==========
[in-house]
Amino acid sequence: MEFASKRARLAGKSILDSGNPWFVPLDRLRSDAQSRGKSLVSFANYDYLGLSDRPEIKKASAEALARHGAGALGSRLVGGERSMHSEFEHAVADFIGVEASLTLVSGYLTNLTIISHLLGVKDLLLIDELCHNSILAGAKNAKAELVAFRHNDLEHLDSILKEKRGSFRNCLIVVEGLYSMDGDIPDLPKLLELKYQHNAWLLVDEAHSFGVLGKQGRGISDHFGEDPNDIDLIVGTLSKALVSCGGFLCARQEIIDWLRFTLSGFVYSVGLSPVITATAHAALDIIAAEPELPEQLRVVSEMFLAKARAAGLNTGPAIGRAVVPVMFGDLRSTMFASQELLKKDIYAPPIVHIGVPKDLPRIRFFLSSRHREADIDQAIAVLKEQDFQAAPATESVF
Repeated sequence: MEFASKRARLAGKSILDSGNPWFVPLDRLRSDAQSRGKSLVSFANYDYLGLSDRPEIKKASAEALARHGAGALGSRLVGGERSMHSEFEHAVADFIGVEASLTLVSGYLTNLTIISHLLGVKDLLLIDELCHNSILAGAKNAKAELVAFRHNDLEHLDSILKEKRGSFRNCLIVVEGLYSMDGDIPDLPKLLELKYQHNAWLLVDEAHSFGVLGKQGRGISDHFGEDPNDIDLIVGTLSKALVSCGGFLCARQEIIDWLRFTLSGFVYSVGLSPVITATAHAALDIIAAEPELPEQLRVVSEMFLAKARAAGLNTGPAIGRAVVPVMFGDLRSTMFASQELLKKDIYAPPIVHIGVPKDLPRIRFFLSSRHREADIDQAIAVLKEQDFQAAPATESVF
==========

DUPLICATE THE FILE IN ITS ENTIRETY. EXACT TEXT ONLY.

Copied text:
[in-house]
Amino acid sequence: MEFASKRARLAGKSILDSGNPWFVPLDRLRSDAQSRGKSLVSFANYDYLGLSDRPEIKKASAEALARHGAGALGSRLVGGERSMHSEFEHAVADFIGVEASLTLVSGYLTNLTIISHLLGVKDLLLIDELCHNSILAGAKNAKAELVAFRHNDLEHLDSILKEKRGSFRNCLIVVEGLYSMDGDIPDLPKLLELKYQHNAWLLVDEAHSFGVLGKQGRGISDHFGEDPNDIDLIVGTLSKALVSCGGFLCARQEIIDWLRFTLSGFVYSVGLSPVITATAHAALDIIAAEPELPEQLRVVSEMFLAKARAAGLNTGPAIGRAVVPVMFGDLRSTMFASQELLKKDIYAPPIVHIGVPKDLPRIRFFLSSRHREADIDQAIAVLKEQDFQAAPATESVF
Repeated sequence: MEFASKRARLAGKSILDSGNPWFVPLDRLRSDAQSRGKSLVSFANYDYLGLSDRPEIKKASAEALARHGAGALGSRLVGGERSMHSEFEHAVADFIGVEASLTLVSGYLTNLTIISHLLGVKDLLLIDELCHNSILAGAKNAKAELVAFRHNDLEHLDSILKEKRGSFRNCLIVVEGLYSMDGDIPDLPKLLELKYQHNAWLLVDEAHSFGVLGKQGRGISDHFGEDPNDIDLIVGTLSKALVSCGGFLCARQEIIDWLRFTLSGFVYSVGLSPVITATAHAALDIIAAEPELPEQLRVVSEMFLAKARAAGLNTGPAIGRAVVPVMFGDLRSTMFASQELLKKDIYAPPIVHIGVPKDLPRIRFFLSSRHREADIDQAIAVLKEQDFQAAPATESVF